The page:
Chemistry is the science of matter and its changes; the effort to understand the laws governing the behavior of atoms and molecules. Behind this dry definition is an enormous range of activities ranging from highly theoretical to immediately practical. Chemists study abstract theories in an effort to understand those fundamental laws. They then apply them in making new materials, eliminating pollution, fighting diseases, or detecting crime. Our chemistry graduates work in these areas and many others.
King’s major program consists of a sequence of courses taught by our highly qualified faculty that are designed to help the student understand the various branches of chemistry. Laboratory courses use state of the art equipment and teach the fundamentals of the scientific method; the creative questioning of nature and careful reasoning from the results. The Chemistry Department has a tradition of strong faculty-student interaction. Classes are deliberately small and each student receives personal attention.
The Department knows that the heart of science is the search for new knowledge. In order to share in this exciting adventure, each student is highly encouraged to elect a research project under the individual direction of a faculty member. This collaborative effort and hands-on experience are important factors in the success of our graduates.
The Department also believes that a scientist is also a member of society and must have a broadly based liberal education. Therefore, the chemistry major must select courses outside the major from the Core curriculum.
Most King’s chemistry graduates enter 1) graduate school in chemistry, biochemistry, or other chemically related areas; 2) employment in chemical research, development, forensic, or quality control laboratories; 3) teaching in secondary schools; 4) further study in medically related professions. However, a number have made careers in law, business, and other areas that are not traditionally associated with a degree in chemistry. The technical knowledge and the intellectual discipline a student develops in the chemistry program serve our graduates well, whatever their careers.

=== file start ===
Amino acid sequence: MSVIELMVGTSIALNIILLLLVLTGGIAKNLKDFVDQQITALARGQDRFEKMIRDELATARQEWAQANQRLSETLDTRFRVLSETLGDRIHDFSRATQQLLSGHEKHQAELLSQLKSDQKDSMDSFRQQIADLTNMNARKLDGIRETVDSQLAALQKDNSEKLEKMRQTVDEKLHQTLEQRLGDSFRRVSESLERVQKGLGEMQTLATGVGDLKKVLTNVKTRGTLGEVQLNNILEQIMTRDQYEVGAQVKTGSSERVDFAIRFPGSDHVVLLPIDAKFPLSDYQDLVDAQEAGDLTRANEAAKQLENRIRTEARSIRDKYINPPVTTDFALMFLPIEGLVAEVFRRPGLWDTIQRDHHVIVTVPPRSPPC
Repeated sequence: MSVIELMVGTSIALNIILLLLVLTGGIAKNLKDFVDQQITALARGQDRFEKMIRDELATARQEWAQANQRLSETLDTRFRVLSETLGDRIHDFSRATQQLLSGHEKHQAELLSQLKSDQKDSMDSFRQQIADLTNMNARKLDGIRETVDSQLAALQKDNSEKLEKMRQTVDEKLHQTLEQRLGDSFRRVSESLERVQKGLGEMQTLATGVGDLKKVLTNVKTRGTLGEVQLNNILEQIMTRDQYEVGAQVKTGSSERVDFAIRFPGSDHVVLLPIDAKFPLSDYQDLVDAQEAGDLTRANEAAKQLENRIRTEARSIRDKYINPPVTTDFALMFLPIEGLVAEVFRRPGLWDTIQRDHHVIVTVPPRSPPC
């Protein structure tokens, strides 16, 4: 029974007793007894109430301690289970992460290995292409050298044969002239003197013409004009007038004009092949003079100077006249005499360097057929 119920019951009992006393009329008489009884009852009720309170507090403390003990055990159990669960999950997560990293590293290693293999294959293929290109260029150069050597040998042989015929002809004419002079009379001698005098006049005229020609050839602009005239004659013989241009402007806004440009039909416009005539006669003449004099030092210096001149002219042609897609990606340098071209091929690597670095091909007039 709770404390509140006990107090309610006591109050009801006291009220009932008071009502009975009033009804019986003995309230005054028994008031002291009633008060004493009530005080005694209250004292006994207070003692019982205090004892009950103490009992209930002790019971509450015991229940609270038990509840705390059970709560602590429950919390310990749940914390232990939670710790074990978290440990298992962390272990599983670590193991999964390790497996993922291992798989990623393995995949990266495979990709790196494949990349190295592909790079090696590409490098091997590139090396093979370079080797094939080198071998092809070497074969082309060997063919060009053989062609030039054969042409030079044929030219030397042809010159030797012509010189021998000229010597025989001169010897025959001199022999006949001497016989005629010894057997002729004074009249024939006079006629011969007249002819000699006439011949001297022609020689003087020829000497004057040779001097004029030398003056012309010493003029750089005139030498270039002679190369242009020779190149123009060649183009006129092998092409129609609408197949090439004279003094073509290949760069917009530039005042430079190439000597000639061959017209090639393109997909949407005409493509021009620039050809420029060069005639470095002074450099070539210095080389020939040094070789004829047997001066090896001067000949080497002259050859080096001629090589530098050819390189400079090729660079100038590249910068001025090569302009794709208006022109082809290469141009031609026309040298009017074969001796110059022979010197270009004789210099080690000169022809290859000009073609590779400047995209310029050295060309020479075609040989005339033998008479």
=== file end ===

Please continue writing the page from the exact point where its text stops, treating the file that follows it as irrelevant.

A substantial number of our graduates have gone on to careers as physicians or dentists. Chemistry majors intending to apply to medical or dental school should plan to take at least two semesters of biology (including laboratory) and consult the Health Professions Advisor early in their academic career.
The Department also has designed several Core courses for non-science majors, to broaden their understanding of science and how it applies to life in our complex society.
Chemistry majors wishing to complete major sequence requirements at another institution must complete them at a four-year institution and have permission from the Department Chairperson.
- Bachelor of Science in Chemistry (B.S.)
- Bachelor of Science in Chemistry with Secondary Education Certification (B.S.)
- Bachelor of Science in Chemistry-Business (B.S.)
- Chemical Engineering through the 3+2 Dual Degree Engineering Program with Notre Dame
- Bachelor of Science in Biochemistry and Molecular Biology (B.S.)
- Materials chemistry
- Forensic chemistry
Select Compatible Minors
- Forensic studies
- Business Administration
- Criminal justice
Many students have presented their work at national meetings or had their work published in international journals. The department has been ranked fifth in the nation in the percentage of its graduates who went on to earn a Ph.D. Over the past 15 years, more than 50% of our graduates have gone on to Ph.D. or M.D. programs at the most prestigious institutions. Graduates are certified by the American Chemical Society. The department is well equipped for teaching and undergraduate research. Students routinely use FTIR, UV-visible, NMR, and atomic absorption spectrometers; gas and liquid chromatographs; a gas chromatography-mass spectrometry system; thermal analysis equipment; SEM; and glovebox.